Principal guest conductor Thomas Dausgaard will be at the podium, with guest vocal ensemble Cappella Romana and pianist Alexander Melnikov — who will play Rachmaninov’s Piano Concerto No. 1 with a little something different in the first movement.
There is nothing “usual” about the programming for this week’s all-Rachmaninov concerts by Seattle Symphony. Not only will principal guest conductor Thomas Dausgaard explore the musical soil from which Rachmaninov’s musical imagination sprang in a most unconventional manner — the vocal group Cappella Romana will introduce both Rachmaninov’s Piano Concerto No. 1 and Symphony No. 2 with Russian orthodox hymns — but he will also welcome pianist Alexander Melnikov to perform the original version of the concerto’s first movement coda.
“This particular concerto, Sasha played for (pianist Sviatoslov) Richter, his mentor,” Elena Dubinets, vice president of artistic planning, said. “At some point, Richter mentioned to him that he had played the revised, 1917 version of the concerto all his life, but preferred the coda from the original 1882 version. Richter found it a pity that Rachmaninov had eliminated it, because he thought it superior to the replacement. Sasha will play the original coda for the very first time in his career as a tribute to both Rachmaninov and Richter.”
As for Melnikov’s fourth return to Seattle in three years, Dubinets said: “He’s an incredible musician. His inventive musical mind always finds something new in the music we all know from our childhood.”
With Thomas Dausgaard, conductor, and pianist Alexander Melnikov, 7:30 p.m. Thursday, noon Friday and 8 p.m. Saturday (March 30-April 1), Benaroya Hall, Seattle; tickets from $22 (206-215-4747 or seattlesymphony.org).
Given Melnikov’s unstoppable quest for understanding, every conversation, even a late-hour phone exchange that took place when he was exhausted after performing, becomes a journey filled with unexpected hairpin turns. As long as you’re willing to go along for the ride, revelations and delight, both mental and musical, abound.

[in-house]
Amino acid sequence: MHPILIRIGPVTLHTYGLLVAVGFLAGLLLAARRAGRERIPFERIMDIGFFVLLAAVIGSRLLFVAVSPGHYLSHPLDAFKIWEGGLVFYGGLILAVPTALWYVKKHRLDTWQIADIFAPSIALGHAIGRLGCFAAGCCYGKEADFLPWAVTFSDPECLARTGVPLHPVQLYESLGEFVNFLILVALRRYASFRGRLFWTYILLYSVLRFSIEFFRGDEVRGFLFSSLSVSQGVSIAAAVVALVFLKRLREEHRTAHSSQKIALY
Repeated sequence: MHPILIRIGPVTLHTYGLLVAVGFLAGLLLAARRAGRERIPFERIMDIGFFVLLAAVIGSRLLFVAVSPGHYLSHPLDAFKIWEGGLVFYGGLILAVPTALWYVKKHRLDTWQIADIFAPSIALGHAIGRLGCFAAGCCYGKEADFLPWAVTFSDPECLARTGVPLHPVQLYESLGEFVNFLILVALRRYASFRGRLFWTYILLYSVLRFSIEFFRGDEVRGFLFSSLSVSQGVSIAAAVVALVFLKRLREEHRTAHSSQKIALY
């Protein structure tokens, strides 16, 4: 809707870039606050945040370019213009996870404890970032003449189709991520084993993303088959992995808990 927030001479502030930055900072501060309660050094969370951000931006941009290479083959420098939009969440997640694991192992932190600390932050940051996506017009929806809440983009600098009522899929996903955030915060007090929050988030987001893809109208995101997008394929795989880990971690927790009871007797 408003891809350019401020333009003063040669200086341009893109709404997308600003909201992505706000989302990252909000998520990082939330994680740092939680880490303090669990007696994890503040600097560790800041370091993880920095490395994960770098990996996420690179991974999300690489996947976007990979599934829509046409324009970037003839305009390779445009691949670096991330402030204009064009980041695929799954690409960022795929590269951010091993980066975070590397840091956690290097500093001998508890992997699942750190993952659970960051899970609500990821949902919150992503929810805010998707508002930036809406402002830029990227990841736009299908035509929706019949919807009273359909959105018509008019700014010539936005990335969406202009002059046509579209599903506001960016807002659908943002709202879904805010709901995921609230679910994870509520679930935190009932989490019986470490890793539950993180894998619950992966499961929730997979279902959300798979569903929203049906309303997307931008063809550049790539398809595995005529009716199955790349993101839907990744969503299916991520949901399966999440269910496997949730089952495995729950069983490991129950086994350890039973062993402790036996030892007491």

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“I would start with a very boring statement,” he said, as if to sound the alert that what was to follow would be anything but. “I think that what is overlooked is simply the quality of Rachmaninov’s music. It is too easy to adopt some kind of arrogance toward him because of his catchy tunes aspect. His curse was that he could write beautiful melodies which then became very famous tunes that made into the movies and now ringtones and whatnot.
“But that’s not his fault. People simply do not bother to see what lay behind those catchy tunes and how well his music was made.”
Marveling that the Piano Concerto No. 1 was a “graduation piece” from a 19-year old man, Melnikov finds the quality of its thematic material, and the fact that Rachmaninov had already developed an unmistakably distinct musical language, extraordinary.
“That he later revised the piece with extremely refined textures shows us that this work was dear enough to him that he thought it worth revisiting and redoing,” he says. “It is extremely romantic and youthful, yet filled with nostalgic gestures. This nostalgia was present long before Rachmaninov had to emigrate, and is inherent in his music.”
Melnikov feels the First Piano Concerto belongs to a Russia that, due to a host of cataclysmic events and disasters, is lost forever.
“For me, there is not much contradiction between Rachmaninov’s music and his personality. I think they went very harmoniously together. There were maybe some other Russian personalities like that, such as Anton Chekhov, but I could count them on one hand. This kind of extreme noblesse and self-denial, but with a lot of dignity, honesty, and empathy at the same time, is a version of Russia as I always dream could have been and should have been and would have been. Rachmaninov’s music is a medium for how to connect with this utopic country which is not there anymore, but which I want to be there, if you see what I mean.”
Will Melnikov deliver a distinctly Russian, “Remembrance of Things Past” performance that evokes memories of things that may not have passed, except in fantasy? What he makes of that anything but boring enigma we shall find out.